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June 07, 2023

Sixers free agent Georges Niang says Nick Nurse is a 'basketball savant'

In a podcast appearance, Sixers forward Georges Niang called new head coach Nick Nurse a 'basketball savant,' praising his play-calling and scheme.

Georges Niang's free agency may not be as important as, say, James Harden's summer decision, but the Sixers have an important decision to make on their sharpshooter this summer. And while an endorsement of the new head coach is only part of the calculus for a Niang return, the veteran forward certainly sounds bullish on Nick Nurse as the lead man in Philadelphia.

During an appearance on the Hoop Collective podcast this week, Niang was asked (among other things) for his view on the Sixers' new coach, who he described as follows:

Obviously bringing in a guy that is a basketball savant. He knows how to junk up games, he knows how to draw ATOs, run offense, and then junk defenses, how to play defense, he's done a great job. His Toronto teams were always tough to guard, and they were always tough to score against. So I was extremely pleased to see that they hired him and see they're moving in that direction. Obviously, it was unfortunate what happened with Doc [Rivers], but that happens in the league all of the time, right? There's expectation and when that's not met, teams kind of just shift. It's exciting, I don't know what's going to happen in free agency, I loved being in Philadelphia, I love the organization. And obviously having Nick Nurse there, he values smart players, and I feel like I kind of fit that realm. I'd be excited to definitely play for him if that opportunity [is there]. [Hoop Collective]

To Niang's point, he is a smart enough guy that you have to view anything he says leading into free agency as at least semi-calculated — leaving all his options open creates the opportunity for a payday, so he's incentivized to be Mr. Positivity up until the money he locks in his next contract. That being said, Niang has proven to be a straight shooter, and his assessment of Nurse lines up with what a lot of other people think and feel about Philadelphia's new head coach.

Niang was a hotly debated player during most of last season in Philadelphia, a lights-out shooter who many openly questioned would be able to play a role in a competitive playoff series. While his limitations as a defender and rebounder still remain, concerns about his viability ended up being mostly unfounded. He lit it up from deep in the first two rounds of the playoffs, shooting a combined 12/26 against the Nets and Celtics, and managed to hang in on defense despite the ability of the Celtics to punish mismatches. It ended up being a reflection of the year he had during the regular season — Niang had some ugly defensive possessions, but his ability to open the floor up for Joel Embiid and Co. made him tough to keep out of the rotation entirely. When you consistently make more than 40 percent of your threes, you will always have a home in today's NBA.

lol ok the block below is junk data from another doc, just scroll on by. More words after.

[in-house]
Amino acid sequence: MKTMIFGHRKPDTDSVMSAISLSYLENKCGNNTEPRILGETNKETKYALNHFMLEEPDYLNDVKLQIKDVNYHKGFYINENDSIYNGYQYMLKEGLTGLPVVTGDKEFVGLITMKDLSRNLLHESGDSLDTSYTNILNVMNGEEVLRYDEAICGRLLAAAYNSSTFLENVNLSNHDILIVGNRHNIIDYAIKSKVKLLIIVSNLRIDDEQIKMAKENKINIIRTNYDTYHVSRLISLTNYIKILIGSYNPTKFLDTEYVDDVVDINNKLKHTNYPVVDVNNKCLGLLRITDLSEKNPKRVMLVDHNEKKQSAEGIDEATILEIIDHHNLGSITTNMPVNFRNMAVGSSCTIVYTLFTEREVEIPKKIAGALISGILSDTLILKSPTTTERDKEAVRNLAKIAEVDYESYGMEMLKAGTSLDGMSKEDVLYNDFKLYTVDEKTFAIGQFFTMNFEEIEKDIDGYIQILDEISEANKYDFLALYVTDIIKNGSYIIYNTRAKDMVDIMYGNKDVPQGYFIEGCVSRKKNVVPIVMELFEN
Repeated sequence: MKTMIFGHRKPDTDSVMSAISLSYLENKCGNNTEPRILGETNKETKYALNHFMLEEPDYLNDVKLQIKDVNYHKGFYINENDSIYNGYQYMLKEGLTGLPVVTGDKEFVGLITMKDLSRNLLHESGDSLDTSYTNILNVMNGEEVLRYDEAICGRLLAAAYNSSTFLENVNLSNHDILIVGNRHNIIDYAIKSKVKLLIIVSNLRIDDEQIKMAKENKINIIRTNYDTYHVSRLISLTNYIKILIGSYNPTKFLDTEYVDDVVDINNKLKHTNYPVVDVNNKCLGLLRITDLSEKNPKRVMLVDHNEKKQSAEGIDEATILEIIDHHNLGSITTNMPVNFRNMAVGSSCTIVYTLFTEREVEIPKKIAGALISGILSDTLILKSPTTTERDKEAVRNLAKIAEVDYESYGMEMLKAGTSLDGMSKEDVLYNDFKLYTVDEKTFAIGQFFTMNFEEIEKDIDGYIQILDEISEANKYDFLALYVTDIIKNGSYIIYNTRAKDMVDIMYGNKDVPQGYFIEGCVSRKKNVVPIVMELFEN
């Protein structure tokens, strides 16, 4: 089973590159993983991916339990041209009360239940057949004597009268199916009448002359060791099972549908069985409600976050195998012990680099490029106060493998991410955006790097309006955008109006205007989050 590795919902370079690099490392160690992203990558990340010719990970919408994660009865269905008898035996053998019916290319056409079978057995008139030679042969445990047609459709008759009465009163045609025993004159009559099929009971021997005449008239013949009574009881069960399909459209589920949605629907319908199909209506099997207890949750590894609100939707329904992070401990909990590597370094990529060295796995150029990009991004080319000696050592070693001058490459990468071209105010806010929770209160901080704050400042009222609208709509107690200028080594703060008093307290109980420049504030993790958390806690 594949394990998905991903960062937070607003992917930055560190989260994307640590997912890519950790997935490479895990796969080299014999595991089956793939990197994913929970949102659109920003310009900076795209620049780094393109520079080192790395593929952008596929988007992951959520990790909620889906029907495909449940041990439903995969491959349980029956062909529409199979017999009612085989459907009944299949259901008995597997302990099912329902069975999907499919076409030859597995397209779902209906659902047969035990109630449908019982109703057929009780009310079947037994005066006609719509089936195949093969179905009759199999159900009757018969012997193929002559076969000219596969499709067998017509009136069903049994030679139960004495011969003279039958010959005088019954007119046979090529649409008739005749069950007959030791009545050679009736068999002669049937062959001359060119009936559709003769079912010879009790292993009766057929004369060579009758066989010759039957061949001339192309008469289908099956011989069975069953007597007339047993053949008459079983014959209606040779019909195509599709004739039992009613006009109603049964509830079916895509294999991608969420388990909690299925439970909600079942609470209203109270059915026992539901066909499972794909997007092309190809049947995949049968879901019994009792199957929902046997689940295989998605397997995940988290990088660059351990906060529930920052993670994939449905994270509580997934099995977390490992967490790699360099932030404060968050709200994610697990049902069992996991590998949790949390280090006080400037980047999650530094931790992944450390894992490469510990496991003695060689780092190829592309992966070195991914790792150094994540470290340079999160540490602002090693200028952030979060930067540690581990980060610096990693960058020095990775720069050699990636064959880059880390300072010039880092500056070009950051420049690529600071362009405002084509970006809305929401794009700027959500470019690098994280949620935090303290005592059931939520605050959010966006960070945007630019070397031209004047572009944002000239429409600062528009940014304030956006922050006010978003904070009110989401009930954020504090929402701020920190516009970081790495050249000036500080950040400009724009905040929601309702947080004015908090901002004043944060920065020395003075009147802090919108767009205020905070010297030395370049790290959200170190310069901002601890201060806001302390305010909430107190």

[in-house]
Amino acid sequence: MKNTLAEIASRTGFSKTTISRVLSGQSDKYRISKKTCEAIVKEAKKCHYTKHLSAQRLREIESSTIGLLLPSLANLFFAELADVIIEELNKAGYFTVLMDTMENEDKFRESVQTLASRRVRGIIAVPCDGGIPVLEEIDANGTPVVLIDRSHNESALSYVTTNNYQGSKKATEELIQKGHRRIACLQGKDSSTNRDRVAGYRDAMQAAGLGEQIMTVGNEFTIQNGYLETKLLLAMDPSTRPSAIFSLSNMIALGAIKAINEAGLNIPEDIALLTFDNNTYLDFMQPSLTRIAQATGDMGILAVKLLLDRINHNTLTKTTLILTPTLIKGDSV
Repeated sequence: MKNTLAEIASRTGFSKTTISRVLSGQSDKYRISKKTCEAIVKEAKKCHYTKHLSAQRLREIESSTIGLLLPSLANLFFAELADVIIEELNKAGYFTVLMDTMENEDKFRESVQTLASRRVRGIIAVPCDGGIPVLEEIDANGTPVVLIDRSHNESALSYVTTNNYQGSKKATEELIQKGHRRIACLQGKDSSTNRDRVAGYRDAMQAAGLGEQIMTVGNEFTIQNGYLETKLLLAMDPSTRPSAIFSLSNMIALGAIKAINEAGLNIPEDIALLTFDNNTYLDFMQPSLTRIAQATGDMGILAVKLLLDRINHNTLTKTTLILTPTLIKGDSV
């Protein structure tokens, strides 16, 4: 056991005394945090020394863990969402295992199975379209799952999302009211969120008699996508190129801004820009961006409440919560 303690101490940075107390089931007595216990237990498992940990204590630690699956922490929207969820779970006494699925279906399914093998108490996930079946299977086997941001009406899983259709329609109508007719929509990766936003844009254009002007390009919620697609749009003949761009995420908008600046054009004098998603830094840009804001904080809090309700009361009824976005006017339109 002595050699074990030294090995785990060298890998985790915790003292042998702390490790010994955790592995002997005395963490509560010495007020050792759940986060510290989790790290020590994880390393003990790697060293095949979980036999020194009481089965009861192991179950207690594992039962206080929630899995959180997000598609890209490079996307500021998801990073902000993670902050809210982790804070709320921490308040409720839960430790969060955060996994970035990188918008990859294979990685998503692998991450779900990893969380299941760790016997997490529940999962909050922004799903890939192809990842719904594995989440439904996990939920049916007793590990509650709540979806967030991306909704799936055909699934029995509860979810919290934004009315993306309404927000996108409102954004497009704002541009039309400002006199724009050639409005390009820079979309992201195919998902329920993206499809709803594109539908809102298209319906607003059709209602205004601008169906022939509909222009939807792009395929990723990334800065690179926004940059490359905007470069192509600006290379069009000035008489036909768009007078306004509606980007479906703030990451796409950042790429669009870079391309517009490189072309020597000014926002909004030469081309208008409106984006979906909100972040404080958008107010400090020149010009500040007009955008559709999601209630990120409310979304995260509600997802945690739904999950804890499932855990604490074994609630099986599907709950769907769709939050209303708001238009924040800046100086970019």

In theory, part of why you'd hire someone like Nurse is to take full advantage of a role player's strengths while minimizing their weaknesses. There is some give and take there, certainly, as Nurse's ability to mix up defensive coverages and schemes necessitates buy-in from players like Niang who those schemes might try to protect. One thing the head coach made clear in Toronto is that defensive commitment was non-negotiable, and players who didn't live up to his asks were often boxed out of the rotation from those who were.

Speaking on his overall approach to free agency, Niang described goals that seem to align with what the Sixers have to offer.

"Joining a team where I continue to be valued, where they believe in me that I can help the team. Continue to grow into a role that eventually lead to winning," Niang said. "You want to go to a workplace where you're valued and you enjoy going to work every day. As much as people think 82 games fly by, it's a long freaking season." 

As we alluded to discussing trade options for the summer, Niang's free agency will be one of many interesting test cases for the impact of the new CBA. On paper, he's a guy who provides real value that would be an easy yes to bring back from a strict basketball perspective. But as teams evaluate how much they can/can't pay role players in their fight to stay under the second tax apron, there's a potential for players like Niang to get squeezed in favor of younger, cheaper, and unproven options off of the bench.

If the Sixers can find room for him in their plans, though, they shouldn't have to think too much about how he slots into their team. 

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